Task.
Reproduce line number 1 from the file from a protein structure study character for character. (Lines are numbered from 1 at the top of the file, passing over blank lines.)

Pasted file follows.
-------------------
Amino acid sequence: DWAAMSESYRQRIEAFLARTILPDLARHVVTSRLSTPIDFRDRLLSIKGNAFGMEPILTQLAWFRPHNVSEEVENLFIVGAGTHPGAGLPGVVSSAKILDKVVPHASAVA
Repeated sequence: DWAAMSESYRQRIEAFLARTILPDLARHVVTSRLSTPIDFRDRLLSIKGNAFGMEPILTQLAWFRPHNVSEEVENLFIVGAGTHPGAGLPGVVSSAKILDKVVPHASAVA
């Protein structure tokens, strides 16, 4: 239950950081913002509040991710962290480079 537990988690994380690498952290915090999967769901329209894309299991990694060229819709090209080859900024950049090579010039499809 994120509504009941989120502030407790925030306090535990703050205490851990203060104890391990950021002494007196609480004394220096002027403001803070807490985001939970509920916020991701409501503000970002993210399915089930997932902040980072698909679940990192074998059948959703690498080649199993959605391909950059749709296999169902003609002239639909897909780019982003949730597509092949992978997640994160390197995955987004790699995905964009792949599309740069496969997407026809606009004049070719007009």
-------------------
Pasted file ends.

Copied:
Amino acid sequence: DWAAMSESYRQRIEAFLARTILPDLARHVVTSRLSTPIDFRDRLLSIKGNAFGMEPILTQLAWFRPHNVSEEVENLFIVGAGTHPGAGLPGVVSSAKILDKVVPHASAVA